moving vehicle. It is this desire that the men in the bus were
perhaps giving vent to, and the city and its obscene inequalities
deserve to be treated as accomplices in this brutal crime.

The exception may prove the rule but it must not shape the
law. Fast track courts are welcome, but certainly not the death
penalty, which is not a just form of punishment in principle, and
in practice will, legal scholars say, only lower the conviction rate
further below its dismal current level of 2%. Of course, responses
to such violence must go beyond the legal. Women and men
must recognise the rarity of this particular crime. Women need to

overcome their fears and occupy more rather than less public
spaces, the streets, the buses, whether during the day or at night.
Striving for a different public culture is part of the larger battle
against forms of power, both everyday and exceptional.
But above all, we must continue the struggle to understand
that which defi es our understanding – however tentative,
incomplete or frail our reasoning may seem.


Freedom without fear is what we need to protect, to guard and respect’ #delhigangrape #stopthisshame

Tehelka Bureau

December 21, 2012

Following the bestial sexual attack on a 23-year-old paramedical student in Delhi, the capital, along with other cities across the country, has seen numerous protests demanding justice not just for the survivor, but better laws and stringent action against sexual offenders per se. When on Wednesday 19 December students and protesters marched towards the Delhi Chief Minister Sheila Dikshit’s house, the police tried to ward them off with water cannons. Kavita Krishnan, secretary, All India Progressive Women’s Association (AIPWA), said why Sheila Dikshit and the political establishment are responsible for women’s deplorable social status in India.

Today, we demonstrated outside (CM) Sheila Dikshit’s house. Why are we demanding her resignation? We need people to understand why — it’s true that Ms Dikshit made a statement saying the incident (gangrape) occurred on a private bus, not a DTC (Delhi Tourism Corporation) bus, so how could it be her responsibility. This is what we are here to tell her — if a bus containing iron rods and rapists is plying openly in the city with no rules and regulations, if it can pick up passengers at any time, anywhere — then madam, you are responsible for it, it is no one else’s responsibility — it is yours. If that girl is fighting for her life today, you are responsible for it. Why was that iron rod in that bus that day — is something that only you can answer, no one else can. You cannot blame anyone else for it.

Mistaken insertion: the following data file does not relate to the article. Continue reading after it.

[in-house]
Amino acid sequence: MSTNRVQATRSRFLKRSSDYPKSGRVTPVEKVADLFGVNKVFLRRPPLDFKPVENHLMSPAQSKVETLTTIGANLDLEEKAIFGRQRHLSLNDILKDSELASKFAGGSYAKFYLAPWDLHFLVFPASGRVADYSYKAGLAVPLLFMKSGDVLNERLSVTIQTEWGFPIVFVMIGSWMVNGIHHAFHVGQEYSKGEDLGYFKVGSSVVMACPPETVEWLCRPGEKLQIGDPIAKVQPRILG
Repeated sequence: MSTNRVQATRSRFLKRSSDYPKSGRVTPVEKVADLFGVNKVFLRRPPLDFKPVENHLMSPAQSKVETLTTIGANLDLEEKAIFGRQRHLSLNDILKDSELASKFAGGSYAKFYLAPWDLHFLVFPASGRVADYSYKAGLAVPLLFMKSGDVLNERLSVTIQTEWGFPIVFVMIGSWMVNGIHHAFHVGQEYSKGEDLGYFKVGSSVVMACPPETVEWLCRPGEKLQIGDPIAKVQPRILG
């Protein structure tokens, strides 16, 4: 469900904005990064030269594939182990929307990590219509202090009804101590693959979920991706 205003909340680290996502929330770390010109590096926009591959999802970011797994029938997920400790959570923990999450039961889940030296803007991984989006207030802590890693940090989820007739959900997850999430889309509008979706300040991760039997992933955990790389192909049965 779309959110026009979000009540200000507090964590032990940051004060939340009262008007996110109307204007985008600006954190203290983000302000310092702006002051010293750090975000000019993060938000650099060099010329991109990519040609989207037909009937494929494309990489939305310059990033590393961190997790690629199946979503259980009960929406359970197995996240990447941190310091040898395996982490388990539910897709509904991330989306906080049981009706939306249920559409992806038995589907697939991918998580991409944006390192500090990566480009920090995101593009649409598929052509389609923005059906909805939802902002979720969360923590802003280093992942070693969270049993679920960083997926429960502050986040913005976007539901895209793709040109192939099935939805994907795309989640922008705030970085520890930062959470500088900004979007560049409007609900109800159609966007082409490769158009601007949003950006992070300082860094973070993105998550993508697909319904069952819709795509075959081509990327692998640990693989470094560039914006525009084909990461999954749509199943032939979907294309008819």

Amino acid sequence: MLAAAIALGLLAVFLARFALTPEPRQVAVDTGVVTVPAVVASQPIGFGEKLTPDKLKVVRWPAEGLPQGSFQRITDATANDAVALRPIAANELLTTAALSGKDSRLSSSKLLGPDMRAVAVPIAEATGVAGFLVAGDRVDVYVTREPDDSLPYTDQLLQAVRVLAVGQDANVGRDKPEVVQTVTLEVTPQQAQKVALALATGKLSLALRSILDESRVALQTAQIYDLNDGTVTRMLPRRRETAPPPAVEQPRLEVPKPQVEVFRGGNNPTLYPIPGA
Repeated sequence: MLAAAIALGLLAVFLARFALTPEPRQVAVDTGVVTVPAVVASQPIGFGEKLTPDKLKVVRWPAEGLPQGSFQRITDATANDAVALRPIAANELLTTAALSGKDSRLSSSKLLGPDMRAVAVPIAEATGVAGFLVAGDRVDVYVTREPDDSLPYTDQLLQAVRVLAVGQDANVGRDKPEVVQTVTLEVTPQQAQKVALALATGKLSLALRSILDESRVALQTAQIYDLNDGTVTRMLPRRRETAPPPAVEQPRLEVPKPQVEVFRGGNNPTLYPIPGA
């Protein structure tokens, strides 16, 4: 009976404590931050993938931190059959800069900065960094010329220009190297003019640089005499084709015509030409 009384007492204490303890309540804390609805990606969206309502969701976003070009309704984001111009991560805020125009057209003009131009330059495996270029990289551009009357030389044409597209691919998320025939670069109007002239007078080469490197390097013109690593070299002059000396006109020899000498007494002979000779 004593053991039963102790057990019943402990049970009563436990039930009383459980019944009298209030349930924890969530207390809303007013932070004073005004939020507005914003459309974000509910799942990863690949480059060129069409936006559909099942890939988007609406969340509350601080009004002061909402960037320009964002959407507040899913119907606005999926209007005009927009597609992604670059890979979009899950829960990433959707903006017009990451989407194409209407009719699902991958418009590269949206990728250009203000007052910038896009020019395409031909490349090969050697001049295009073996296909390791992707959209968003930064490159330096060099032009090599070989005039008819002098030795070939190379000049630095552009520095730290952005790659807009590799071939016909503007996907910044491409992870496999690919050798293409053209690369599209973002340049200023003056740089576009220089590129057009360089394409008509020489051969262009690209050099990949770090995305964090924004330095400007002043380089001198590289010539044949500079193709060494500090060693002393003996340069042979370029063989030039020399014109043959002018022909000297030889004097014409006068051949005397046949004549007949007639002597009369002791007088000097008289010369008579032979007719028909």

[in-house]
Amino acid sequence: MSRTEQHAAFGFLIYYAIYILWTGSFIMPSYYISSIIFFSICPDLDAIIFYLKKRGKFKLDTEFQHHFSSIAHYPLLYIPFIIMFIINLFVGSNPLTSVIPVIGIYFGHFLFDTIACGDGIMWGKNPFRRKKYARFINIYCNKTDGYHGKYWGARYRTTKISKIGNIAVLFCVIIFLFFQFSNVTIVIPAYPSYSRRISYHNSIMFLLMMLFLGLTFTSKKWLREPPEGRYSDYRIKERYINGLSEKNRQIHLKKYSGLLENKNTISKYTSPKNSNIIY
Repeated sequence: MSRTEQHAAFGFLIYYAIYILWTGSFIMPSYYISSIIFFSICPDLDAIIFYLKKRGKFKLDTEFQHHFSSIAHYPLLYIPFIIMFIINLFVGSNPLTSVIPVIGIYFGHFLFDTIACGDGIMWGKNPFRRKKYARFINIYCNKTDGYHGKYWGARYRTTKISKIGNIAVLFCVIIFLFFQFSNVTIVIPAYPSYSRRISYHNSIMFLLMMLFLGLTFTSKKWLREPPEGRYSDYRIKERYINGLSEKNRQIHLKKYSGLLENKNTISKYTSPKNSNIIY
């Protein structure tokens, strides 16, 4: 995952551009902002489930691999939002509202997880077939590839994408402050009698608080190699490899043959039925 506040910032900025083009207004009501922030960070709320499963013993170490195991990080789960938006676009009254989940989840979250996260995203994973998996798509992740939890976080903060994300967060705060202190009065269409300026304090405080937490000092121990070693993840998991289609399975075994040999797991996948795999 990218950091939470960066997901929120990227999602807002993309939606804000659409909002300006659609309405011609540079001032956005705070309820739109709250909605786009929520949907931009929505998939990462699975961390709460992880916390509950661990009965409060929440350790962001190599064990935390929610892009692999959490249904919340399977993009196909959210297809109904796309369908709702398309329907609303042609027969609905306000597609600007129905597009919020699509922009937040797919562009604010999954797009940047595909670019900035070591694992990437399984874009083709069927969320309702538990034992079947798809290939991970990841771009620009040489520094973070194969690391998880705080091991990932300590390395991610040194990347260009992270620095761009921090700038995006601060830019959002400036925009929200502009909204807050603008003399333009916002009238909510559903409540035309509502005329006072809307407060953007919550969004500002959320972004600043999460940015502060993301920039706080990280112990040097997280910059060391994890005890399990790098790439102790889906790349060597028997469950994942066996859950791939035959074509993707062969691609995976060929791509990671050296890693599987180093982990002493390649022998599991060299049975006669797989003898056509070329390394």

But there is a more pressing matter than even this — something that we have been talking about, that we are here to talk abut today – when that journalist Soumya (Vishwanathan) was murdered, Sheila Dikshit had issued another statement saying “If she (Soumya) was out at 3 am in the morning, she was being too adventurous,” — we are here to tell her that women have every right to be adventurous. We will be adventurous. We will be reckless. We will be rash. We will do nothing for our safety. Don’t you dare tell us how to dress, when to go out at night, in the day, or how to walk or how many escorts we need!

When Neeraj Kumar was newly appointed as a police commissioner, he held a press conference where he said — look, how can the police do anything about incidents of rape? The statistic that he presented was that most number of rapes are committed by people known to the woman. This is an authentic statistic — but shouldn’t that only make it easier to apprehend the rapist? Our question for the police is not ‘why didn’t you prevent this from happening?’. But the conviction rate has gone from 46% in 1971 to 26% in 2012 — who is responsible for this? The fact is that there is a huge gap in the police’s investigation, there is an inconsistency — they have no procedure in place for how to deal with a victim of rape. All the women here know that the Delhi Police has only one way of dealing with such a situation — if you were to walk into a police station today and complain that you have been a victim of sexual violence, the first thing they will tell you is not to file a complaint. Strange people will begin to assemble at the station out of nowhere to “explain” to you – “beta, don’t file a complaint”. Until you don’t speak to the DCP and say that you are from a student body, or a women’s organisation – nothing will be done. I think this is a fairly routine matter – I doubt that there is a single woman inDelhiwho has gone to the Delhi Police and found otherwise. I don’t know which rule book they have adopted this procedure from, but it exists.

Another statement that Neeraj Kumar made at a press conference was that women shouldn’t roam around alone, they should have escorts — and that if you walk around the streets at two in the morning then how can you expect us to come and save you?